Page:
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BASUG Webinar: A Beginner’s Babblefish: Basic Skills for Translation Between R and SAS®
SAS professionals invest time and energy in improving their fluency with the broad range of capabilities SAS software has to offer. However, the computer programming field is not limited to SAS alone and it behooves the professional to be well rounded in his or her skill sets. One of the most interesting contenders in the field of analytics is the open source R software. Due to its range of applications and the fact that it is free, more organizations are considering how to incorporate it into their operations and many people are already seeing its use incorporated into project requirements. As such, it is now common to need to move code between R and SAS, a process which is not inherently seamless.

This paper serves as a basic tutorial on some of the most critical functions in R and shows their parallel in SAS to aid in the translation process between the two software packages. A brief history of R is covered followed by information on the basic structure and syntax of the language. This is followed by the foundational skill involved in importing data and establishing R data sets. Next, some common reporting and graphing strategies are explored with additional coverage on creating data sets that can be saved, as well as how to export files in various formats. By having the R and SAS code together in the same place, this tutorial serves as a reference that a beginner can follow to gain confidence and familiarity when moving between the two.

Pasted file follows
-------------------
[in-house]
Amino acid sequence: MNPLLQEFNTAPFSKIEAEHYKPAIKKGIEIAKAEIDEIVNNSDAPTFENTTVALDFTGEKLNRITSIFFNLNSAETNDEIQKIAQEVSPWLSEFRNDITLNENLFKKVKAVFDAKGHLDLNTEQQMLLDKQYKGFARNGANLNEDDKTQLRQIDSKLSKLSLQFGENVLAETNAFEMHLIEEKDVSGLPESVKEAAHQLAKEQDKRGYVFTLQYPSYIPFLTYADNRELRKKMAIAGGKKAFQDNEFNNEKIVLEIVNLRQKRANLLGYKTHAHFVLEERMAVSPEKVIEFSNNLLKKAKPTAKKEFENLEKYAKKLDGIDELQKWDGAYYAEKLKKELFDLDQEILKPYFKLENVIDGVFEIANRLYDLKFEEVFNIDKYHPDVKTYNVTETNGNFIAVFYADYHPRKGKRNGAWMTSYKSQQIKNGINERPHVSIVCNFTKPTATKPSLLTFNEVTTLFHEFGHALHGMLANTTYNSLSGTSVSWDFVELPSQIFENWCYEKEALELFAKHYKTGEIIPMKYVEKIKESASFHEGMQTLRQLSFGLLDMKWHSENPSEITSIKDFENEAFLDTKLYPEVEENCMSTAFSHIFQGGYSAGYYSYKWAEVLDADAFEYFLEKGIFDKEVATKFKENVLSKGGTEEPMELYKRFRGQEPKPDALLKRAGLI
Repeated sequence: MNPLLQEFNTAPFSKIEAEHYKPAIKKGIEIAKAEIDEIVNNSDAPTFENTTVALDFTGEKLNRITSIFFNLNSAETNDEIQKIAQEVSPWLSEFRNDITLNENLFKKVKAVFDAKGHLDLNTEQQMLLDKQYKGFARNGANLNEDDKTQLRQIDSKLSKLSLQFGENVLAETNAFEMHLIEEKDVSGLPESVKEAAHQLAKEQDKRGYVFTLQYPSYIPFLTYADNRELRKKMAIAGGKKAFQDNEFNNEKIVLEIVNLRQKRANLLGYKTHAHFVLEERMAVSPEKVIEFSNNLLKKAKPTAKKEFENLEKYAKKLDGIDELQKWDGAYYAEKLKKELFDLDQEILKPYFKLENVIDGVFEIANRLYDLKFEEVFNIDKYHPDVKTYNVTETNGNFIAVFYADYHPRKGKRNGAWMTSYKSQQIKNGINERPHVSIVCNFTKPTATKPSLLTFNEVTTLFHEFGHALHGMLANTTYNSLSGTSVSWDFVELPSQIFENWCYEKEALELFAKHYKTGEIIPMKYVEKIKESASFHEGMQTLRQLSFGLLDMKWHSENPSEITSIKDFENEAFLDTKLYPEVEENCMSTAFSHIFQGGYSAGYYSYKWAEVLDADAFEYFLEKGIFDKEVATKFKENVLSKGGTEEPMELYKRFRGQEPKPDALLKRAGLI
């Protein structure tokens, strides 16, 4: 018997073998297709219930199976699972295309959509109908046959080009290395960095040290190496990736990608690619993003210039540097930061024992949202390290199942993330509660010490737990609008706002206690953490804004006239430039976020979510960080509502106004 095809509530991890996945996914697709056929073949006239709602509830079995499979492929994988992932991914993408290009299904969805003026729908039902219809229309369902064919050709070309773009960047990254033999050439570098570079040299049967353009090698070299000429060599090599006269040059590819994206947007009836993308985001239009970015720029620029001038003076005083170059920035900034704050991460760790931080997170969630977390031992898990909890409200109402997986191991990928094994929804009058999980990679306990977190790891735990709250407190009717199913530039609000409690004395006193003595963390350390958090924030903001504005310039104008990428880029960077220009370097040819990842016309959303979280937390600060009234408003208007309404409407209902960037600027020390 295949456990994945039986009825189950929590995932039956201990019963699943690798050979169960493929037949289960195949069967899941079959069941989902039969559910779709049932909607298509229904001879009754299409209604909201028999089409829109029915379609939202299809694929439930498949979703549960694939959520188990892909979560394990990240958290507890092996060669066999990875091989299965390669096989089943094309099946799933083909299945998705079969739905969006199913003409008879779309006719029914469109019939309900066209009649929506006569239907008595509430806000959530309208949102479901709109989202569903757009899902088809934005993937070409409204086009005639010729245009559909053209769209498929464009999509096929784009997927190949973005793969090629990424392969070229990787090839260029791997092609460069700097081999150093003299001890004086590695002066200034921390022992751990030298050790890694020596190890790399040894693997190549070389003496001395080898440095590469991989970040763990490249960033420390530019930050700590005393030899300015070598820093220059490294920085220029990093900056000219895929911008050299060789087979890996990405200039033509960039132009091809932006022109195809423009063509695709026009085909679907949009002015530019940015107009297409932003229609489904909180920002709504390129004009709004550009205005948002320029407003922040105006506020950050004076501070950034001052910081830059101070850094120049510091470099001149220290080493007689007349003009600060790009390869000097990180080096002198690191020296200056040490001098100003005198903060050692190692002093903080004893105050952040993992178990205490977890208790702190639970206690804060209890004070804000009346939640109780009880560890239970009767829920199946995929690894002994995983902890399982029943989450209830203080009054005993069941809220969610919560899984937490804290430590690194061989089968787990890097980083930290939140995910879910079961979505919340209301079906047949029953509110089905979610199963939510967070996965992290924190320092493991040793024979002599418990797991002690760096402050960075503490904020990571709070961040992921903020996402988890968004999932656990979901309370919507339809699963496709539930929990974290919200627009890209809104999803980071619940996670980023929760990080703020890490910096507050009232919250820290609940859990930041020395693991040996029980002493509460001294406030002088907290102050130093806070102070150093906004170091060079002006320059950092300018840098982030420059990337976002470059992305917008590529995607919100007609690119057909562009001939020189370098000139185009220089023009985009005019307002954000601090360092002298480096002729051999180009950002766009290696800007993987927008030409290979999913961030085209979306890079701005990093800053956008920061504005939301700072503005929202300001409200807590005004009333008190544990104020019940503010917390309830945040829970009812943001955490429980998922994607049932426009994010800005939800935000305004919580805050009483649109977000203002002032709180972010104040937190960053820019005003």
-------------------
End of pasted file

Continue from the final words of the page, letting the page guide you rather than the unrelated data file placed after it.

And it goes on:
Oct 5, 2022 12:00 PM in Eastern Time (US and Canada)

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Speakers

Sarah Woodruff
@Westat
Sarah Woodruff is a senior systems analyst at Westat and has been programming in SAS professionally for fifteen years. She works on reporting and analysis for the Agricultural Health Study through NCI and NIEHS, the ASA24 dietary assessment study through NIH, and facilitates Westat’s Advanced Methods technical community group. She was the Operations Chair for SESUG 2012 and served as SESUG’s primary registrar for several years as well as having a stint as its vice president along with section chairing many times. Her undergraduate work includes a BS in mathematics and statistics from Georgia State University and a BS in microbiology from University of Maryland as well as an MS in bioinformatics from UMUC.